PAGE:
Your firm has raised billions of capital. Now it needs a new way to put it to work. Your boss has heard that aircraft leasing is a neglected source of stable returns. Your job is to develop the business plan. But where do you even start? Kevin Butler, TMF Group's air finance specialist, explains.
Aircraft leasing has been growing dramatically. Airlines now lease almost half the aircraft they fly, up from 10 to 15 per cent 30 years ago. Over the next 20 years a doubling of the commercial fleet is expected to add 20,000 aircraft. With a commercial jet costing between $85 million and $450 million, the total capital required will surely exceed $5 trillion.
But aircraft leasing is also a highly technical business. Investment returns come wrapped in a web of legal, fiscal, technical and marketing risks, many of them peculiar to the industry and hard to manage.
- Airline economics are precarious and peculiarly vulnerable to global uncertainties like the price of oil, the health of world trade, and international tensions.
- A technically sophisticated, highly mobile and very expensive asset creates a host of multi-jurisdictional tax and legal risks.
- Active asset management is crucial but requires deep, specialist knowledge of the market and the technology.
- And then there's the great unknown: second-hand values, or 'residuals'. The rate at which an aircraft's value on the secondary market declines is fundamental to overall investment returns but the risks are hard to manage.
So this is a market in which new investors, with limited in-house aircraft leasing expertise and a restricted network of industry connections, often find themselves at a disadvantage. And the only way to level the playing field is to seek the support of industry experts.
Right from the start, make sure your legal advisors are highly experienced specialists in the aviation sector.
The standing of a lease is not primarily a function of the airline's solvency. It is determined by how easy it is for you to repossess your asset – whether at the end of the lease or after an insolvency – and then how promptly you can return it to service.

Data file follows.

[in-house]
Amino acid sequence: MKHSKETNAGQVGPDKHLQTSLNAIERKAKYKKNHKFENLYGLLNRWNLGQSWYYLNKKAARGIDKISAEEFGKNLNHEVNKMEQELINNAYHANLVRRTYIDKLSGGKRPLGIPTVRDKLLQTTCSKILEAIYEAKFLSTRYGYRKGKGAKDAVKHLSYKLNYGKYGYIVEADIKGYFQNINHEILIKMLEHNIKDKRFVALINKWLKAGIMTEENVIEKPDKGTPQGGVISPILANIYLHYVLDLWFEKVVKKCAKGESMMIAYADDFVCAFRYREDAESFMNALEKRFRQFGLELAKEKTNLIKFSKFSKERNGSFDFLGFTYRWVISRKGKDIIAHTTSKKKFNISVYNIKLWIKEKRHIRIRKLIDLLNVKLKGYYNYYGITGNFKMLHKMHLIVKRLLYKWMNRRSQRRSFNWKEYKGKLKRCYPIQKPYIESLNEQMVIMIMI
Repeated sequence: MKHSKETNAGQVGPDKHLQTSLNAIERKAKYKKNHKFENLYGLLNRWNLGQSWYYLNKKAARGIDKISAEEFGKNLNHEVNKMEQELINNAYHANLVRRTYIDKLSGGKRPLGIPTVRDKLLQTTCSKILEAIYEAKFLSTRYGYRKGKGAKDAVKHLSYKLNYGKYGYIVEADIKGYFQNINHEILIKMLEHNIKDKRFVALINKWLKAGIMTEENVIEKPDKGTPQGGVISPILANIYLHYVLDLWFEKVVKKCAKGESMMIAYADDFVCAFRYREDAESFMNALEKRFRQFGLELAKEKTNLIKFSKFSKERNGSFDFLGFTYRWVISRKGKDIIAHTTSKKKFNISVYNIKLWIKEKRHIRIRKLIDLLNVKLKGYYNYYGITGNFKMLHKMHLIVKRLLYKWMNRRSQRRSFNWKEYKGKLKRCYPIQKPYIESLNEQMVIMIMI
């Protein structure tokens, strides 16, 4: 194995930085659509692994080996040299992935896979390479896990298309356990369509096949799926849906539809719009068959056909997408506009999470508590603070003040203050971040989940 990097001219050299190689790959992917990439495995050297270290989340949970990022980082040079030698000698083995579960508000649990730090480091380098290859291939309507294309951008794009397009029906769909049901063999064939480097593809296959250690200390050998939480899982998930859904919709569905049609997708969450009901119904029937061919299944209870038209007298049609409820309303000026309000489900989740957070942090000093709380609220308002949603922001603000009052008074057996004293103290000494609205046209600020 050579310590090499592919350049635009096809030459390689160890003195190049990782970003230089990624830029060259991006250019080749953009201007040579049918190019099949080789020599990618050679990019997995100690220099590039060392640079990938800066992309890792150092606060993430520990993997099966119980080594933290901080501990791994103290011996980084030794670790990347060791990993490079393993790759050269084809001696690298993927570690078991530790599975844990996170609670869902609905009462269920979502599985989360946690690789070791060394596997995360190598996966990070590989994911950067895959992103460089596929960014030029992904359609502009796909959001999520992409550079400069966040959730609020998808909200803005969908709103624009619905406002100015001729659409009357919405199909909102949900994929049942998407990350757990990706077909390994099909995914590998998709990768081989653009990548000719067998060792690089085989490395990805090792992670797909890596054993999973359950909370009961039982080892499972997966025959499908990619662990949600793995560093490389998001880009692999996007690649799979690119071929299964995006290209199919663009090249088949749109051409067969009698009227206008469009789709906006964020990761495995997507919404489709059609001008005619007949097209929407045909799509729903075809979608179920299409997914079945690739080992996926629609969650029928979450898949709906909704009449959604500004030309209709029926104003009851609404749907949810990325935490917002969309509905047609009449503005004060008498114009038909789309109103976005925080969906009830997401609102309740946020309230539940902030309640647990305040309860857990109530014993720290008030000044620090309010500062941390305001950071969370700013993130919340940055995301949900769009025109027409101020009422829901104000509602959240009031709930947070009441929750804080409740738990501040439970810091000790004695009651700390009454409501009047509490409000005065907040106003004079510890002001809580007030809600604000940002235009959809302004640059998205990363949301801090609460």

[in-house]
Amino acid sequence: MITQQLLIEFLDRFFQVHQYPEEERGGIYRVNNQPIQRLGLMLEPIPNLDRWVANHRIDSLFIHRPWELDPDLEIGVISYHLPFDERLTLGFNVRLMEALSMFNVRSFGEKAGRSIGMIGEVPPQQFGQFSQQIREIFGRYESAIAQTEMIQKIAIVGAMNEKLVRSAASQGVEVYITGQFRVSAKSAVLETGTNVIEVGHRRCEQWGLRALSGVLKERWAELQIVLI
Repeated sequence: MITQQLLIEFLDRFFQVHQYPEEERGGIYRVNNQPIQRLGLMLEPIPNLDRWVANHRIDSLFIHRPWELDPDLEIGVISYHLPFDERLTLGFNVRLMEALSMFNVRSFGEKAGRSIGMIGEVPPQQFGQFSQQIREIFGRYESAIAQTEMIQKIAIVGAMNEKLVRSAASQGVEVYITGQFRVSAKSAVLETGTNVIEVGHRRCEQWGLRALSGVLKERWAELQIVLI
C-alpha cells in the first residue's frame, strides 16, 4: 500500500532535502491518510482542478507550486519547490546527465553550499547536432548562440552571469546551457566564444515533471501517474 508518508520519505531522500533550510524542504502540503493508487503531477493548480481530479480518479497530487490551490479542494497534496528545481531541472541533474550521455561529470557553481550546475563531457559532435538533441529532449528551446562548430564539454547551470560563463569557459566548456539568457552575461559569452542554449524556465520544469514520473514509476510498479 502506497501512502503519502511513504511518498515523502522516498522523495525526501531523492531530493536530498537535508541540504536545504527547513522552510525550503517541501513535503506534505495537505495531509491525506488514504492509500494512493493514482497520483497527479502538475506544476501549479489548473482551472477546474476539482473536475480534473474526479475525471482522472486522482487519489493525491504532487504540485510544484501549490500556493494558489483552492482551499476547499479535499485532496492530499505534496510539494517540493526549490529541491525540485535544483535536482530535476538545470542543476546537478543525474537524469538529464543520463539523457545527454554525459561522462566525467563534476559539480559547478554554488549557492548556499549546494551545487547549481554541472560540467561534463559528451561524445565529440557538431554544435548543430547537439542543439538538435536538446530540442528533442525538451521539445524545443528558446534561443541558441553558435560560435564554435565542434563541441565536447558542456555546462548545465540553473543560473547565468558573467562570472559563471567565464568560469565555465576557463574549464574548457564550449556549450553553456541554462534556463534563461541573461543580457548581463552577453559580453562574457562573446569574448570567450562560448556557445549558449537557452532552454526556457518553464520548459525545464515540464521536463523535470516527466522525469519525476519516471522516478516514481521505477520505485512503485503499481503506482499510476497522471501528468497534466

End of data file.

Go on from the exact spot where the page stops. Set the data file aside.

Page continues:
The profitable airline is a relatively young phenomenon. Airline insolvency risks remain real. The industry's decade of consistent profit growth has been concentrated in just 30 airlines, with a long tail of marginal performers and loss-makers. Many countries will see your aircraft as part of their critical infrastructure. Local courts, including in the US, can be particularly reluctant to ground an airline.
It is vital, then, that all legal documents and agreements are prepared to aviation market standards and leases contain industry-standard return conditions.
Equally, it takes specialists in aviation leasing to create ownership and leasing structures whose efficiency, compliance and sustainability can be relied upon over the full term of a lease.
Leasing structures depend on a jurisdiction's network of double-tax treaties and the tax treatment granted to the special purpose vehicles (SPVs) that own the aircraft. With less than half a dozen suitable jurisdictions to choose from worldwide – each boasting its own local legal, fiscal and regulatory particularities – the choice of a 'home' jurisdiction is crucial.
Take Ireland. Half the world's commercial aircraft are managed or leased out of Ireland. Decisions about tax structure have profound legal, fiscal and practical consequences. 'Trading structures' must meet economic substance criteria to secure the necessary advanced capital allowances. Without sufficient substance, a non-trading structure – or section 110 regime SPV – must be used, but that will rule out deals with certain countries.
In recent years 'multi-stop' tax structures – combining several jurisdictions into a single leasing arrangement – have become more common. For example, the aircraft might be owned in Ireland, sublet to a LILO (lease in/lease out) intermediary in France, before finally being leased to an airline in Indonesia. Each financial centre adds some tax, accounting or regulatory value or efficiency – plus a layer of jurisdictional complexity.